RAM is a moniker for Random Access Memory. It acts as a short-term memory much like the human brain to store a wealth of information.
The RAM is accessible through the computer's brain called the CPU which stands for Central Processing Unit.
RAM has the capability of being retrieved only while a computer is on. When the computer is turned off the RAM is no longer accessible.
ROM chips along with BIOS (computer boot firmware) allows the RAM information to be retrievable when the computer is rebooted.
RAM size and Location on the Computer System
Most computers come equipped with 256 million bytes of RAM already on the computer. Additional RAM can be placed within the system.
However, there is usually a limitation placed upon just how much RAM can be added to a computer system. RAM is not random as its name would lead one to believe.
The RAM is highly controlled and the storage can be directly ascertained. There is a decisive method that RAM utilizes to make its memory available to certain areas of the computer system.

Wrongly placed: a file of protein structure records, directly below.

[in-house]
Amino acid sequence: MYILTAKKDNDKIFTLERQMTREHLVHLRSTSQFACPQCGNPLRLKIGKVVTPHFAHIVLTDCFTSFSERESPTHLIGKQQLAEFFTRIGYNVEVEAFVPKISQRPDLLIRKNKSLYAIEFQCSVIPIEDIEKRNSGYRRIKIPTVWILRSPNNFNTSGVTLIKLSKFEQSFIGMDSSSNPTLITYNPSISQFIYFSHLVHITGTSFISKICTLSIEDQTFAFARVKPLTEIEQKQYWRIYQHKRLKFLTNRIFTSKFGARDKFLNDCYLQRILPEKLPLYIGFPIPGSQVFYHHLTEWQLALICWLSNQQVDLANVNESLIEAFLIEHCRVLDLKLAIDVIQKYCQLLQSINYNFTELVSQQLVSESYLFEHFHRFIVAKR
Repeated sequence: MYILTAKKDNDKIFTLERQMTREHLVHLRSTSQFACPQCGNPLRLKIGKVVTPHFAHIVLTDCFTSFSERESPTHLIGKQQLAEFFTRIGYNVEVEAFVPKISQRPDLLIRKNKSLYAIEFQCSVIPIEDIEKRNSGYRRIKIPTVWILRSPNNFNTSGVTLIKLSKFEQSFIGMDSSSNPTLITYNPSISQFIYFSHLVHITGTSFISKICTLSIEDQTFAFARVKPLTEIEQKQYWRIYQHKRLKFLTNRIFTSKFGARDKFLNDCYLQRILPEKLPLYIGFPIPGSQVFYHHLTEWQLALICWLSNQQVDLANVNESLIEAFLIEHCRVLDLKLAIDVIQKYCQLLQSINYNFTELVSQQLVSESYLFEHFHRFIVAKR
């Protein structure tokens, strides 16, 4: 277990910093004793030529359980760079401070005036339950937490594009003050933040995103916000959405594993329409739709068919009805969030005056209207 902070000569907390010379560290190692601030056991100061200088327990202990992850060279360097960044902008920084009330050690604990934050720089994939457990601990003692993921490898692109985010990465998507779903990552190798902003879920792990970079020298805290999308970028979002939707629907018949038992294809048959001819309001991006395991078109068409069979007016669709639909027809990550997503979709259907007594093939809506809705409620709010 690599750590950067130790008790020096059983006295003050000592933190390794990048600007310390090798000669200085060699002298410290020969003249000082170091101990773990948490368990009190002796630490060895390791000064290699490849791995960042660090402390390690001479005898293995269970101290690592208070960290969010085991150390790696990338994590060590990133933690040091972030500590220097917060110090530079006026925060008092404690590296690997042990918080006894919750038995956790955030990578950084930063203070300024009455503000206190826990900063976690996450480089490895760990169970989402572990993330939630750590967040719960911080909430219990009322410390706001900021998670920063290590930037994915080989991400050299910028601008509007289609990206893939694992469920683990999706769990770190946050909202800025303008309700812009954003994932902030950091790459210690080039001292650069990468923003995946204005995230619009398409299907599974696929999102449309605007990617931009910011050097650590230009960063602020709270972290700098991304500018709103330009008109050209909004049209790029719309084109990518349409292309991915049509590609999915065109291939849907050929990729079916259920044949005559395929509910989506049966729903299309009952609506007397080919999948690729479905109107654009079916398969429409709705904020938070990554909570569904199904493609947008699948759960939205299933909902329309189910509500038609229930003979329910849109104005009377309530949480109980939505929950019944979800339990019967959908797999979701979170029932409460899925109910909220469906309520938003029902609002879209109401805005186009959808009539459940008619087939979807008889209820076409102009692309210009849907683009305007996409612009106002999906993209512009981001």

Forms for RAM
RAM is what is known as discrete microchips which means that it is separate.
An additional form of RAM is modules which attach into outlets in the motherboard of the computer.
A network of electrical pathways to the processor allows the connection to spark for the RAM.
Why is RAM Important
RAM serves the very important function of retrieving information that must be accessed in a quick manner.
This operation is very similar to the human brain's function in retrieving necessary facts from short-term memory.
Open files and the utilization of applications on a computer system requires the assistance of RAM. Users that play a lot of video games with detailed graphics or keep a lot of folders open while on their computer, will need the use of additional RAM.
This will allow them to better access the information they need when the time comes. RAM is held onto a limited time, but it allows the information to come up quickly and without much fuss on the part of the computer user.